United States v. Dustin Allen Wolff


OPINION FILED - THE COURT: William Jay Riley, Steven M. Colloton and Jane Kelly AUTHORING JUDGE:William Jay Riley (PUBLISHED) [4430844] [15-3260]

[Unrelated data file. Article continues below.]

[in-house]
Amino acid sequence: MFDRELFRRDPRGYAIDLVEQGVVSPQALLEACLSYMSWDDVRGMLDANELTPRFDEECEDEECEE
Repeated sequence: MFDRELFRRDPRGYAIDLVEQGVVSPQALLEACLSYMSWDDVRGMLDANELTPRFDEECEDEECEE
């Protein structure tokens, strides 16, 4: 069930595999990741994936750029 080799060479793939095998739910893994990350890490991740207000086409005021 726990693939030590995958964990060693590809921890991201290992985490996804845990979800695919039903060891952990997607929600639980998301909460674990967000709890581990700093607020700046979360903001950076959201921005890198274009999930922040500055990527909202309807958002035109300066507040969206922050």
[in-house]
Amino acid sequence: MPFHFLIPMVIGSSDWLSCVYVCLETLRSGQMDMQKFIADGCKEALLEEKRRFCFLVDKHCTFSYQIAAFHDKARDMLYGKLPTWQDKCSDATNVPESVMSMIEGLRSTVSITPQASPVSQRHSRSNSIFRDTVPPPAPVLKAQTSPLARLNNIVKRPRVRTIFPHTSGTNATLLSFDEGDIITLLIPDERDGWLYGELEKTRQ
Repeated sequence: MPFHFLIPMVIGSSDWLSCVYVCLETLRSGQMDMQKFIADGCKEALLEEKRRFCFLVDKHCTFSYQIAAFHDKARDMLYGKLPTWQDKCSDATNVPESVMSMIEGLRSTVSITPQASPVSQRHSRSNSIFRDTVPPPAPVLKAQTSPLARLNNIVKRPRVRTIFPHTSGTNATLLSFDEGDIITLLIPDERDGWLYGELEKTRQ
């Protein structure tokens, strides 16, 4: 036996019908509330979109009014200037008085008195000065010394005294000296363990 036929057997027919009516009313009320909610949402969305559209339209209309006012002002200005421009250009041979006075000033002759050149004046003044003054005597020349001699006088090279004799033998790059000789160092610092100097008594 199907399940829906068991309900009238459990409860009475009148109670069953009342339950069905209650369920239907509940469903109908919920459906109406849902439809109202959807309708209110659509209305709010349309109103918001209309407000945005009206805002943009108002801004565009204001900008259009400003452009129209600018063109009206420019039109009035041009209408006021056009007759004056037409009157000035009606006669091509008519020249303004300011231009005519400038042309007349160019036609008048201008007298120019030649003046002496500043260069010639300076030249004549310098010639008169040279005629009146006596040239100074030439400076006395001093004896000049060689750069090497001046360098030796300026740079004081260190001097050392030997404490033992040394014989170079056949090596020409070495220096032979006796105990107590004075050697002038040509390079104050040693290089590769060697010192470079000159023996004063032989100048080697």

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United States Court of Appeals For the Eighth Circuit ___________________________ No. 15-3260 ___________________________ United States of America lllllllllllllllllllll Plaintiff - Appellee v. Dustin Allen Wolff lllllllllllllllllllll Defendant - Appellant ____________ Appeal from United States District Court for the District of North Dakota - Bismarck ____________ Submitted: May 20, 2016 Filed: July 27, 2016 ____________ Before RILEY, Chief Judge, COLLOTON and KELLY, Circuit Judges. ____________ RILEY, Chief Judge. Dustin Allen Wolff (Wolff) conditionally pled guilty to being a felon in possession of a firearm and ammunition in violation of 18 U.S.C. §§ 922(g)(1) and 924(a)(2) (count one) and possession of an illegal firearm in violation of 26 U.S.C. §§ 5845(b), 5861(c), and 5871 (count two) after law enforcement officers seized three firearms and 374 rounds of ammunition from a shed owned by his father, Allen Wolff Appellate Case: 15-3260 Page: 1 Date Filed: 07/27/2016 Entry ID: 4430844 (Allen). Wolff reserved the right to appeal the district court’s1 denial of his motion to suppress the evidence seized from the shed. On appeal, Wolff suggests the Fourth Amendment required the officers to obtain a warrant before entering and searching the shed. With jurisdiction under 28 U.S.C. § 1291, we affirm. I. BACKGROUND On June 19, 2014, United States Probation Officer Jeff Frankeberger received information that Wolff, one of the convicted felons2 Officer Frankeberger supervised, may have shot and mutilated a neighbor’s cow near Wolff’s home. The terms of Wolff’s supervised release prohibited him from committing another “federal, state, or local crime” and from possessing drugs, alcohol, firearms, or any other dangerous weapons. Wolff also had to “submit his person, residence, workplace, vehicle, computer and/or possessions to a search conducted by a United States Probation Officer based upon evidence of a violation of a condition of supervision.” Suspecting Wolff might be in violation of the terms of his supervised release, Officers Frankeberger, Tim Howard, and Stacey Levingston went to Wolff’s residence to conduct a probation search. Wolff lived in a mobile home on property owned by Allen. The seventy-five-acre property included two residences (Allen’s and Wolff’s), a large shop, and a smaller shed that was approximately ten yards from Wolff’s residence. Allen undisputedly owned the shed. When the officers arrived at the property, Officer Frankeberger stopped at the shop to talk with Allen. Officers Howard and Levingston continued down the road 1 The Honorable Daniel L. Hovland, United States District Judge for the District of North Dakota. 2 In 2011, Wolff was convicted in federal court of illegally possessing firearms and ammunition in violation of federal law. See 18 U.S.C. §§ 922(g)(1), 924(a)(2); 26 U.S.C. §§ 5861(c), 5871. On May 14, 2013, Wolff began serving a three-year term of supervised release. -2- Appellate Case: 15-3260 Page: 2 Date Filed: 07/27/2016 Entry ID: 4430844 in a separate vehicle toward Wolff’s residence. Wolff met them on the road in his white Ford pickup. Wolff exited his pickup and walked with Officer Howard back to the shop. Officer Levingston searched the pickup and found a black case containing drug paraphernalia, a glass vial containing a crystalline substance, and possible blood stains in the pickup and on a seven-inch knife. When questioned about the items found in the truck, Wolff admitted he had been using methamphetamine. The officers also searched Wolff’s residence and found more drug paraphernalia. The officers then contacted a local drug task force and the Dunn County (North Dakota) Sheriff’s Office for assistance. After the officers searched Wolff’s trailer home and the surrounding grounds, their attention turned to the shed, which was locked with a padlock. Allen, who was up the hill working, told Officer Howard he owned the shed, but did not put the padlock on and did not have a key. Allen explained Wolff had some personal property in the shed, including a freezer. Officer Howard testified at a suppression hearing Allen gave permission to search the shed. Dunn County Sheriff’s Deputy Ron McCloud likewise testified Allen gave the officers permission to “search any place you want,” including his shed. Although Allen recalled telling Officer Howard that he did not put the padlock on the shed and that Wolff would have done so, Allen testified he did not give the officers permission to remove the padlock and did not recall speaking with Deputy McCloud. Officers Frankeberger and Howard testified Wolff confirmed Allen owned the shed, and Wolff told the officers he had locked it. The officers further testified Wolff gave them permission to search the shed, however, he did not have a key. To solve that problem, Wolff not only told the officers where to find a pair of bolt cutters to remove the padlock, but he also cut the padlock off himself. With the padlock removed, the officers searched the shed and found three firearms, some ammunition, drug paraphernalia, a recipe for methamphetamine, and business cards with Wolff’s name on them. The officers seized the contraband and arrested Wolff. -3- Appellate Case: 15-3260 Page: 3 Date Filed: 07/27/2016 Entry ID: 4430844 On September 17, 2014, a grand jury indicted Wolff for illegally possessing the firearms and ammunition found in the shed. Wolff moved to suppress the evidence seized from the shed, arguing the officers should have obtained a warrant before searching the shed.3 Although Wolff—in his motion—denied giving consent to cut the padlock and search the shed, he did not testify at the suppression hearing. On March 18, 2015, the district court denied Wolff’s motion on multiple grounds, finding the warrantless search was a valid probation search, see, e.g., United States v. Knights, 534 U.S. 112, 121-22 (2001), and “the undisputed evidence at the evidentiary hearing clearly revealed” Allen and Wolff consented to the search of the shed, see, e.g., Schneckloth v. Bustamonte, 412 U.S. 218, 219 (1973). After the denial, Wolff conditionally pled guilty to counts one and two, and the district court sentenced him to concurrent terms of 77 months imprisonment on each count. In accordance with his plea, Wolff timely appealed on October 7, 2015. II. DISCUSSION Wolff asserts the district court erred in denying his motion to suppress because, as he sees it, the officers should have obtained a warrant before searching the shed. “When reviewing the denial of a motion to suppress, we review the district court’s factual findings for clear error and the legal question of whether the Fourth Amendment was violated de novo.” United States v. Salamasina, 615 F.3d 925, 929 (8th Cir. 2010). “We affirm . . . unless the district court’s decision ‘is unsupported by substantial evidence [or is] based on an erroneous interpretation of applicable law, or, based on the entire record, it is clear a mistake was made.’” United States v. Wallace, 713 F.3d 422, 426 (8th Cir. 2013) (quoting United States v. Bay, 662 F.3d 1033, 1035 (8th Cir. 2011)). 3 Wolff does not challenge the constitutionality of the probation searches of his vehicle and his home, instead focusing on the search of the shed and the incriminating evidence found inside. -4- Appellate Case: 15-3260 Page: 4 Date Filed: 07/27/2016 Entry ID: 4430844 The Fourth Amendment protects individuals from “unreasonable searches and seizures” by the government. U.S. Const. amend. IV. For a search to be reasonable, the government generally must obtain a warrant supported by probable cause before “physically intruding on constitutionally protected areas” or otherwise searching areas or items in which an individual has a reasonable expectation of privacy. Florida v. Jardines, 569 U.S. ___, ___, 133 S. Ct. 1409, 1417 (2013). “In the absence of a warrant, a search is reasonable only if it falls within a specific exception to the warrant requirement.” Riley v. California, 573 U.S. ___, ___, 134 S. Ct. 2473, 2482 (2014). “[O]ne of the specifically established exceptions to the requirements of both a warrant and probable cause is a search that is conducted pursuant to consent.” Schneckloth, 412 U.S. at 219; accord Fernandez v. California, 571 U.S. ___, ___, 134 S. Ct. 1126, 1132 (2014) (“It would be unreasonable—indeed, absurd—to require police officers to obtain a warrant when the sole owner or occupant of a house or apartment voluntarily consents to a search.”). “Consent to search . . . may be given either by the suspect or by some other person who has common authority over, or sufficient relationship to, the [area or] item to be searched.” United States v. James, 353 F.3d 606, 613 (8th Cir. 2003). “[A]n officer’s credible report of verbal consent can suffice to meet the government’s burden of establishing consent” despite conflicting or contradictory evidence from the defense. United States v. Harper, 787 F.3d 910, 914 (8th Cir. 2015) (per curiam). In this case, the undisputed evidence adduced at the suppression hearing established that Allen owned the shed and that Wolff, who had some personal property inside, put a padlock on the shed. To meet its burden of establishing consent to search, the government presented testimony from three of the officers at the scene. Officer Howard and Deputy McCloud each testified Allen denied installing the padlock and verbally authorized the officers to search his shed. Officers Howard and Frankeberger testified Wolff not only consented to the search, but also helped the -5- Appellate Case: 15-3260 Page: 5 Date Filed: 07/27/2016 Entry ID: 4430844 officers locate a pair of bolt cutters to remove the padlock and then cut the padlock off himself—giving the officers access to conduct the search. Forgoing his right to testify in support of his motion to suppress, see Simmons v. United States, 390 U.S. 377, 394 (1968) (“[W]hen a defendant testifies in support of a motion to suppress evidence on Fourth Amendment grounds, his testimony may not thereafter be admitted against him at trial on the issue of guilt unless he makes no objection.”), Wolff did not contradict the officers’ testimony that he gave consent. Allen—Wolff’s only witness—denied giving the officers specific permission to remove Wolff’s padlock and did not recall speaking with Deputy McCloud. The district court, crediting the officers’ testimony that Allen and Wolff both consented to the search, concluded the search did not violate Wolff’s Fourth Amendment rights. In reaching that conclusion, the district court found each of the officers “to be credible, honest, and forthright.” Those credibility determinations are “‘virtually unassailable on appeal.’” United States v. Frencher, 503 F.3d 701, 701 (8th Cir. 2007) (quoting United States v. Guel-Contreras, 468 F.3d 517, 521 (8th Cir. 2006)). “[T]he ‘decision to credit a witness’s testimony over that of another can almost never be a clear error unless there is extrinsic evidence that contradicts the witness’s story or the story is so internally inconsistent or implausible on its face that a reasonable fact-finder would not credit it.’” Harper, 787 F.3d at 914 (quoting United States v. Heath, 58 F.3d 1271, 1275 (8th Cir. 1995)). Wolff’s unsupported assertion “that there is a difference of opinion as to whether” Wolff consented falls far short of establishing clear error under this standard. Not only was the officers’ testimony consistent and plausible, but the officers’ testimony was essentially uncontradicted by record evidence. In his opening brief, Wolff refers to a “statement” he allegedly made “that he did not want to cut the lock off,” but does not cite any evidence showing he ever made -6- Appellate Case: 15-3260 Page: 6 Date Filed: 07/27/2016 Entry ID: 4430844 such a statement. Allen—who did testify, but did not witness Wolff’s conversations and interactions with the officers—did not testify regarding whether Wolff consented to search the shed. Allen testified he had “no idea” if Wolff gave consent because Allen “was not present” when the officers talked with Wolff about cutting the padlock off or when Wolff actually removed the padlock. On appeal, Wolff relies heavily on Allen’s testimony that Allen did not authorize the officers or Wolff to cut Wolff’s padlock off the shed. That testimony, which at most partially contradicts some of the officers’ testimony, relates only to Allen’s consent to search, leaving the officers’ testimony that Wolff consented to the search, as the district court put it, “neither challenged nor refuted at the hearing.”4 Having heard uncontradicted testimony from three credible officers that Wolff both authorized and facilitated the search of the shed, the district court did not err in denying Wolff’s motion to suppress. Cf., e.g., Harper, 787 F.3d at 914 (upholding the denial of a motion to suppress based on the testimony of one officer that the defendant verbally consented to the search despite contradictory testimony from the defendant and a lack of corroboration from other officers at the scene). III. CONCLUSION We affirm the judgment of the district court.5 ______________________________ 4 Wolff cannot seek suppression based on any alleged violation of Allen’s Fourth Amendment rights. See, e.g., United States v. Douglas, 744 F.3d 1065, 107172 (8th Cir. 2014). 5 Because we conclude the officers obtained consent to search the shed, we do not consider the alternative theories offered to justify the search. See United States v. Webster, 625 F.3d 439, 445 (8th Cir. 2010) (explaining a warrantless search “need only be justified by one exception to the Fourth Amendment warrant requirement”). -7- Appellate Case: 15-3260 Page: 7 Date Filed: 07/27/2016 Entry ID: 4430844